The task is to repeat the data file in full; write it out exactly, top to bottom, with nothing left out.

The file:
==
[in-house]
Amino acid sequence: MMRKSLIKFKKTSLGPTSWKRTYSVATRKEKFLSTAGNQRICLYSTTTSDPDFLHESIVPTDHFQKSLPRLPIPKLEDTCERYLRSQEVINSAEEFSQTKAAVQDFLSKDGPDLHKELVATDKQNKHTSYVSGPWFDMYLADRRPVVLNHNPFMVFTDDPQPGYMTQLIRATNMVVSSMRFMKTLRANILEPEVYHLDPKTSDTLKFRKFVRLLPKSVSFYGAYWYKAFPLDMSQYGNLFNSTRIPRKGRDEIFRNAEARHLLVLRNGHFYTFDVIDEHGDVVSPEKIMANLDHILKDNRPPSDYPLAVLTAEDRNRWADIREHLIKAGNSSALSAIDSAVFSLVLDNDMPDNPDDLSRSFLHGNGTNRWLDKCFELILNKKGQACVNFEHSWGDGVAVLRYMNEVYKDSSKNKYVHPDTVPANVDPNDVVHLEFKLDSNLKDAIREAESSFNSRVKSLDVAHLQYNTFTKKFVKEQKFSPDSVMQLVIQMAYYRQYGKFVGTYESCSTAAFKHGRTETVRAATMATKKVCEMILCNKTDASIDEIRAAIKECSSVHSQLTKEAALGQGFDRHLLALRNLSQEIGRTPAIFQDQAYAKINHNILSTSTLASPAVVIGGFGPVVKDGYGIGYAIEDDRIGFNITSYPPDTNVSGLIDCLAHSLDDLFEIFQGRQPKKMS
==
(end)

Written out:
[in-house]
Amino acid sequence: MMRKSLIKFKKTSLGPTSWKRTYSVATRKEKFLSTAGNQRICLYSTTTSDPDFLHESIVPTDHFQKSLPRLPIPKLEDTCERYLRSQEVINSAEEFSQTKAAVQDFLSKDGPDLHKELVATDKQNKHTSYVSGPWFDMYLADRRPVVLNHNPFMVFTDDPQPGYMTQLIRATNMVVSSMRFMKTLRANILEPEVYHLDPKTSDTLKFRKFVRLLPKSVSFYGAYWYKAFPLDMSQYGNLFNSTRIPRKGRDEIFRNAEARHLLVLRNGHFYTFDVIDEHGDVVSPEKIMANLDHILKDNRPPSDYPLAVLTAEDRNRWADIREHLIKAGNSSALSAIDSAVFSLVLDNDMPDNPDDLSRSFLHGNGTNRWLDKCFELILNKKGQACVNFEHSWGDGVAVLRYMNEVYKDSSKNKYVHPDTVPANVDPNDVVHLEFKLDSNLKDAIREAESSFNSRVKSLDVAHLQYNTFTKKFVKEQKFSPDSVMQLVIQMAYYRQYGKFVGTYESCSTAAFKHGRTETVRAATMATKKVCEMILCNKTDASIDEIRAAIKECSSVHSQLTKEAALGQGFDRHLLALRNLSQEIGRTPAIFQDQAYAKINHNILSTSTLASPAVVIGGFGPVVKDGYGIGYAIEDDRIGFNITSYPPDTNVSGLIDCLAHSLDDLFEIFQGRQPKKMS